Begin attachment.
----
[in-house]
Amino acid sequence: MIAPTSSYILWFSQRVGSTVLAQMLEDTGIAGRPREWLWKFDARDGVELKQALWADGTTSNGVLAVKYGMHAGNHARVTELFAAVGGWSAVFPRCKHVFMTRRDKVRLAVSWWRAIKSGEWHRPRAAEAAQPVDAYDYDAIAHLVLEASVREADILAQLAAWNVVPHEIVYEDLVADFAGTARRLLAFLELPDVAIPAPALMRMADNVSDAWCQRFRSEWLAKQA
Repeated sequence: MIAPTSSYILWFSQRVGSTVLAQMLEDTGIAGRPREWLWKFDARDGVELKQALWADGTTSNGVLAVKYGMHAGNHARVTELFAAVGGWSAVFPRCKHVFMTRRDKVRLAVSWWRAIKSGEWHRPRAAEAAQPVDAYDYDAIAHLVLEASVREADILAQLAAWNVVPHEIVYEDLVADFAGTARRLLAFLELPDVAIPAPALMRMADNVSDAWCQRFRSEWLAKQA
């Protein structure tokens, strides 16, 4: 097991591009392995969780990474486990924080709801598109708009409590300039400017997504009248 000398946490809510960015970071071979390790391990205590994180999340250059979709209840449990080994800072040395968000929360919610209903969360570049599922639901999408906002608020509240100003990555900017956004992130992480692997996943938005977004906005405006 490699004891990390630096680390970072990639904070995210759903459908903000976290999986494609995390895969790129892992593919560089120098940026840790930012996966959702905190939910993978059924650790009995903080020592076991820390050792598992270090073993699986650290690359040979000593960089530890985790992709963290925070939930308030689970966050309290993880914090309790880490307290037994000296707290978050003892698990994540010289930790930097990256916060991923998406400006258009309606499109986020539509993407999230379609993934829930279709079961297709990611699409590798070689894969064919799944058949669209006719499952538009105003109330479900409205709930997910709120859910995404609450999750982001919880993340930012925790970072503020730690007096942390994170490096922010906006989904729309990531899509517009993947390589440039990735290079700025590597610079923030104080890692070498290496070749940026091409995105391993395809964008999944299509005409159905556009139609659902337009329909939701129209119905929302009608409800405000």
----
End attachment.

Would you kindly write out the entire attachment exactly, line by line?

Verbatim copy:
[in-house]
Amino acid sequence: MIAPTSSYILWFSQRVGSTVLAQMLEDTGIAGRPREWLWKFDARDGVELKQALWADGTTSNGVLAVKYGMHAGNHARVTELFAAVGGWSAVFPRCKHVFMTRRDKVRLAVSWWRAIKSGEWHRPRAAEAAQPVDAYDYDAIAHLVLEASVREADILAQLAAWNVVPHEIVYEDLVADFAGTARRLLAFLELPDVAIPAPALMRMADNVSDAWCQRFRSEWLAKQA
Repeated sequence: MIAPTSSYILWFSQRVGSTVLAQMLEDTGIAGRPREWLWKFDARDGVELKQALWADGTTSNGVLAVKYGMHAGNHARVTELFAAVGGWSAVFPRCKHVFMTRRDKVRLAVSWWRAIKSGEWHRPRAAEAAQPVDAYDYDAIAHLVLEASVREADILAQLAAWNVVPHEIVYEDLVADFAGTARRLLAFLELPDVAIPAPALMRMADNVSDAWCQRFRSEWLAKQA
């Protein structure tokens, strides 16, 4: 097991591009392995969780990474486990924080709801598109708009409590300039400017997504009248 000398946490809510960015970071071979390790391990205590994180999340250059979709209840449990080994800072040395968000929360919610209903969360570049599922639901999408906002608020509240100003990555900017956004992130992480692997996943938005977004906005405006 490699004891990390630096680390970072990639904070995210759903459908903000976290999986494609995390895969790129892992593919560089120098940026840790930012996966959702905190939910993978059924650790009995903080020592076991820390050792598992270090073993699986650290690359040979000593960089530890985790992709963290925070939930308030689970966050309290993880914090309790880490307290037994000296707290978050003892698990994540010289930790930097990256916060991923998406400006258009309606499109986020539509993407999230379609993934829930279709079961297709990611699409590798070689894969064919799944058949669209006719499952538009105003109330479900409205709930997910709120859910995404609450999750982001919880993340930012925790970072503020730690007096942390994170490096922010906006989904729309990531899509517009993947390589440039990735290079700025590597610079923030104080890692070498290496070749940026091409995105391993395809964008999944299509005409159905556009139609659902337009329909939701129209119905929302009608409800405000």